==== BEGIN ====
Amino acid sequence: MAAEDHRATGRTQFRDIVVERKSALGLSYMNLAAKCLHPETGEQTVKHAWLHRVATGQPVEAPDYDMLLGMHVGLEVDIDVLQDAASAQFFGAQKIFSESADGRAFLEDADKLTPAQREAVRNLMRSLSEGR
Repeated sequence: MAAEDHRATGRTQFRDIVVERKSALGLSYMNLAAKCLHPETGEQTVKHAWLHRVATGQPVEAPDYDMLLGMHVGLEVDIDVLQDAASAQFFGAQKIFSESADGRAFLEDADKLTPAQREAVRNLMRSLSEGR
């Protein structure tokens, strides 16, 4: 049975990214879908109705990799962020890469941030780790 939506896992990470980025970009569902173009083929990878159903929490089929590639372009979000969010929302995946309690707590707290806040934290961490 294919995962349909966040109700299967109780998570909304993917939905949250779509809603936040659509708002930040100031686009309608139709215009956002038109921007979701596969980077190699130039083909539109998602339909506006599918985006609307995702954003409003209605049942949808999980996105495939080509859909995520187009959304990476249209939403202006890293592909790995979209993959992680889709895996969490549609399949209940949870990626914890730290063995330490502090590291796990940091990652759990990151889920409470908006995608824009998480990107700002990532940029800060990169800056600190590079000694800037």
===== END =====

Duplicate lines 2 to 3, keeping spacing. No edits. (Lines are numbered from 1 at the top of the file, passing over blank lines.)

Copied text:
Repeated sequence: MAAEDHRATGRTQFRDIVVERKSALGLSYMNLAAKCLHPETGEQTVKHAWLHRVATGQPVEAPDYDMLLGMHVGLEVDIDVLQDAASAQFFGAQKIFSESADGRAFLEDADKLTPAQREAVRNLMRSLSEGR
């Protein structure tokens, strides 16, 4: 049975990214879908109705990799962020890469941030780790 939506896992990470980025970009569902173009083929990878159903929490089929590639372009979000969010929302995946309690707590707290806040934290961490 294919995962349909966040109700299967109780998570909304993917939905949250779509809603936040659509708002930040100031686009309608139709215009956002038109921007979701596969980077190699130039083909539109998602339909506006599918985006609307995702954003409003209605049942949808999980996105495939080509859909995520187009959304990476249209939403202006890293592909790995979209993959992680889709895996969490549609399949209940949870990626914890730290063995330490502090590291796990940091990652759990990151889920409470908006995608824009998480990107700002990532940029800060990169800056600190590079000694800037």